Bepop is a jazz style that emerged during the 1940s, and it is characterized by harmonic complexity, rhythmic unpredictability, speedy tempos, and improvisation. Here are some of the most important bepop artists who played a key role in the development of this style.
Charlie Parker: A master of alto saxophone, Charlie played in a variety of swing bands, but it was after Jo Jones called him out for poor cymbal play that Parker threw himself into obsessive practice. He blended his unmatched harmony command with lyricism to produce what would be considered by many as jazz standards.
Thelonious Monk – Borrowing a lot from Fats Waller’s and Jame P. Johnson’s Harlem stride piano styles, Monk was a great pianist who starred in the development of bebop jazz in a Harlem club, Minton’s Playhouse, from where many musicians of the time would test their improvisation prowess.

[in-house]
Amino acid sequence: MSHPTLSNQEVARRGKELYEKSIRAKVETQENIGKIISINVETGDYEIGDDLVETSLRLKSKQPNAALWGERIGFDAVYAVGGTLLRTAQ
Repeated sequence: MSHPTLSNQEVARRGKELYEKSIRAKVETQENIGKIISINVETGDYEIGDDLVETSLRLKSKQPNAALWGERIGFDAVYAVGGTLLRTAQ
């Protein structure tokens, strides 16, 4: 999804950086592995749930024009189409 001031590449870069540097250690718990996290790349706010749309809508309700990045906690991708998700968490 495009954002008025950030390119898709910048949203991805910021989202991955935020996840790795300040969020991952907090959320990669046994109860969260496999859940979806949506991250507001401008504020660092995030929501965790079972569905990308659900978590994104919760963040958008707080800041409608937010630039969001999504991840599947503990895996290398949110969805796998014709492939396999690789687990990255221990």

Dizzy Gillespie: Well known for his trumpet prowess, Dizzy took trumpet playing to a whole new level. Learning from the likes of Roy Eldridge, this guy scaled the heights of the instrument, playing nimble and faster melodies. Together with Parker, Dizzy defined bepop.